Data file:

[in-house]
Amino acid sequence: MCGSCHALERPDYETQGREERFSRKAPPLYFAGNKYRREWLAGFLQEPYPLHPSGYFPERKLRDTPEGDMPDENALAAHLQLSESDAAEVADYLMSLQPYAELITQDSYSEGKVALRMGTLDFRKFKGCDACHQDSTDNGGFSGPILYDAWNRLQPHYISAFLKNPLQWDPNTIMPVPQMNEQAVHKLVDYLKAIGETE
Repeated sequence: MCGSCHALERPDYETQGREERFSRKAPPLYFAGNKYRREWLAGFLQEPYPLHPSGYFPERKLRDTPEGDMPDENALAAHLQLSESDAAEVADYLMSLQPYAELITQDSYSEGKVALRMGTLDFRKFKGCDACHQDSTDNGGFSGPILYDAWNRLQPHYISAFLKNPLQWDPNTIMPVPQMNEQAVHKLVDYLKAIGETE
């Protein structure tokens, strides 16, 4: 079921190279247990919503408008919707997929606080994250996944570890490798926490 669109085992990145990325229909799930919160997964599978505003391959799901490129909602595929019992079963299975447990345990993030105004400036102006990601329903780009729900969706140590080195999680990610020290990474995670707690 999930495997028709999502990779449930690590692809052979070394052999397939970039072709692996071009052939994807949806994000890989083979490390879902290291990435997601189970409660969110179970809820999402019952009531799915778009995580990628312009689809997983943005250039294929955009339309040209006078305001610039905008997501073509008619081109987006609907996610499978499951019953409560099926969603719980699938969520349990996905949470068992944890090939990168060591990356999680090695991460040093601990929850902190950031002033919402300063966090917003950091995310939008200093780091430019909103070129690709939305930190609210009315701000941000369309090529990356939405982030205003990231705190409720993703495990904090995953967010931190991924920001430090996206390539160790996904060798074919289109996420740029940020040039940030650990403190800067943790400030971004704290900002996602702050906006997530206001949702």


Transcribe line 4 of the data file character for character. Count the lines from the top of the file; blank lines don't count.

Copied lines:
């Protein structure tokens, strides 16, 4: 079921190279247990919503408008919707997929606080994250996944570890490798926490 669109085992990145990325229909799930919160997964599978505003391959799901490129909602595929019992079963299975447990345990993030105004400036102006990601329903780009729900969706140590080195999680990610020290990474995670707690 999930495997028709999502990779449930690590692809052979070394052999397939970039072709692996071009052939994807949806994000890989083979490390879902290291990435997601189970409660969110179970809820999402019952009531799915778009995580990628312009689809997983943005250039294929955009339309040209006078305001610039905008997501073509008619081109987006609907996610499978499951019953409560099926969603719980699938969520349990996905949470068992944890090939990168060591990356999680090695991460040093601990929850902190950031002033919402300063966090917003950091995310939008200093780091430019909103070129690709939305930190609210009315701000941000369309090529990356939405982030205003990231705190409720993703495990904090995953967010931190991924920001430090996206390539160790996904060798074919289109996420740029940020040039940030650990403190800067943790400030971004704290900002996602702050906006997530206001949702």